Clay-colored Robin is a Rare Visitor
by Ro Wauer
What a surprise to find a clay-colored robin in our yard! It was among a hundred or so American robins that we found drinking from our birdbaths. The American robins had arrived in a huge flock, like that had during the last several weeks. This flock was accompanied by a couple blue jays and four green jays, also like what we had observed in recent weeks. But also included in this flock for the first time was a clay-colored robin. In fact, the clay-colored robin was a brand new bird, representing our yard bird number 182.
Clay-colored robins are quite different from their American robin cousins. They lack the robin-red breast and the white eye-rings of American robins. They are olive-brown color above and tawny-buff (clay-color) below, with a yellow bill and finely streaked white throat. They are the same general size as the American robin.
This clay-colored robin is not the first ever for Victoria County, but it is considered an extremely rare visitor. It is even rare in the Lower Rio Grande Valley, although it is now considered a full-time resident there, and it has been found nesting in Hidalgo and Webb Counties. It actually is a Mexican bird that barely reaches the United States. So the few sightings north of the Valley truly are exceptional. According to Mark Lockwood and Brush Freeman’s “Handbook of Texas Birds” (2004), single records exist “from Huntsville, Walker County, Lake Jackson, Brazoria County, and Victoria.”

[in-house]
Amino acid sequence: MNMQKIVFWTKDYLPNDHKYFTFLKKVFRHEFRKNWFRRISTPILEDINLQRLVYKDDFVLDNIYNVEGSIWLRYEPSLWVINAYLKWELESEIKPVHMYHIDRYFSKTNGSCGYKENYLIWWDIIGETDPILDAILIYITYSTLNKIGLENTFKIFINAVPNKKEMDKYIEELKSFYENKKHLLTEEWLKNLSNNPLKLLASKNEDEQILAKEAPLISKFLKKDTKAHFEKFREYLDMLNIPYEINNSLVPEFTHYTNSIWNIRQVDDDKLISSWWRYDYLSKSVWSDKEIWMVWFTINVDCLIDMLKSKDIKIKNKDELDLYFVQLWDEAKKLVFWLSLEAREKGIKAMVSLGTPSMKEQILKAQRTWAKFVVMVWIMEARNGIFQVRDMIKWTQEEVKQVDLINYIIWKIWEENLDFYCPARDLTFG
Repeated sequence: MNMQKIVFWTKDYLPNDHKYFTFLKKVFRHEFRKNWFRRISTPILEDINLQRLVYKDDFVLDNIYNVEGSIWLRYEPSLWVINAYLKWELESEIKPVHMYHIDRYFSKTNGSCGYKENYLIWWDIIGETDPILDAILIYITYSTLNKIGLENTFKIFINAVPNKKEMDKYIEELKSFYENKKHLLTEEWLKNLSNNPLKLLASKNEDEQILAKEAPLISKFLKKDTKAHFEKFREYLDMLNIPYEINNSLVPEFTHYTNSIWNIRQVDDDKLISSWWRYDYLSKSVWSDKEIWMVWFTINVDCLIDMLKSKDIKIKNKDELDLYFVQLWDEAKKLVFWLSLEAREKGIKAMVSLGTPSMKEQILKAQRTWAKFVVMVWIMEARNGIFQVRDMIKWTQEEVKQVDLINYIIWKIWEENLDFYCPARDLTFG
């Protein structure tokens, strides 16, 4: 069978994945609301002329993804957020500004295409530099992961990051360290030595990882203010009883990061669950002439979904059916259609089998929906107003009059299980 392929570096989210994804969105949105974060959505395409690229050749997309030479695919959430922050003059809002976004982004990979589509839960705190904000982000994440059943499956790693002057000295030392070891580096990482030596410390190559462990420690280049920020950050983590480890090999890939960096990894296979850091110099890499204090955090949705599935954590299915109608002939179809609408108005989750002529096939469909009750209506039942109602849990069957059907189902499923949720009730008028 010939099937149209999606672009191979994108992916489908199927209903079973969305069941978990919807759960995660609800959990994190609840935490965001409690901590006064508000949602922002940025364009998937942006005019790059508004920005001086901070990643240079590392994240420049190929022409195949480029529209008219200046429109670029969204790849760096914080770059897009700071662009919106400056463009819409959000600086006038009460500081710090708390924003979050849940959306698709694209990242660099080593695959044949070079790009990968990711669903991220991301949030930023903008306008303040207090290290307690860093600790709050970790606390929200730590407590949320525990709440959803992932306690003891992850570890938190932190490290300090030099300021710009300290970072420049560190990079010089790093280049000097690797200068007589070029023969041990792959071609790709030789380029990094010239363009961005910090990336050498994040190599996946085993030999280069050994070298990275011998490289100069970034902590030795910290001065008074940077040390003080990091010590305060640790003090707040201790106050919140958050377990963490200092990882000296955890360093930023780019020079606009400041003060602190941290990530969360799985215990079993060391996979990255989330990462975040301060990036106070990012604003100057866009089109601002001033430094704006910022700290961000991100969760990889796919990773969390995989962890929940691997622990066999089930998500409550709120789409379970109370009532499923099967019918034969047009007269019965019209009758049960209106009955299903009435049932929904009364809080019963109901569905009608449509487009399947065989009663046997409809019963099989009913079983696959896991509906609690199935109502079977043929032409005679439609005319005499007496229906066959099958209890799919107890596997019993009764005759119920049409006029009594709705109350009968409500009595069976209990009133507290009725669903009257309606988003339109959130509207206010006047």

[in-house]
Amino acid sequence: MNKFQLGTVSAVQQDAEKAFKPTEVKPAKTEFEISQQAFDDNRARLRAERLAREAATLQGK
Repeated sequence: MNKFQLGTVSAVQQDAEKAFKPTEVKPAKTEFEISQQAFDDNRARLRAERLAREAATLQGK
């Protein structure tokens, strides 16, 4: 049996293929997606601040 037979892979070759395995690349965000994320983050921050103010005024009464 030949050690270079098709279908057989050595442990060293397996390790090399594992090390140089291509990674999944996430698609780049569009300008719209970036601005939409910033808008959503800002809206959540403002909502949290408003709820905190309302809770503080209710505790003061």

South of the border, clay-colored robins can be fairly common at choice locations as far south as Central America. They can occur in a variety of habitats, ranging from semiarid areas, riversides, broadleaf forests to about 8,000 feet elevations, plantations, and even in urban areas. In the Lower Rio Grande Valley, they seem to prefer well-wooded locations along the river. Clay-coloreds are rarely found in open areas, seldom found foraging on lawns like their cousins. They prefer “secluded thickets, where it quietly gathers earthworms, slugs, caterpillars, an occasional lizard, and other animal food; also wild figs, bananas, and other fruit,” according to Harry Oberholser’s “The Bird Life of Texas.”
Is the clay-colored robin one of the birds that seems to be affected by climate change? The answer is a probably yes. According to Timothy Brush, author of “Nesting Birds of a Tropical Frontier – The Lower Rio Grande Valley of Texas,” the species was first recorded in Texas in 1940. The earliest nests were recorded in 1986 and 1988 at Bentsen-Rio Grande State Park. It is now a year-round but rare resident in the Valley, from Laredo to Brownsville. And more northern sightings are on the increase. They are welcome in my yard any time!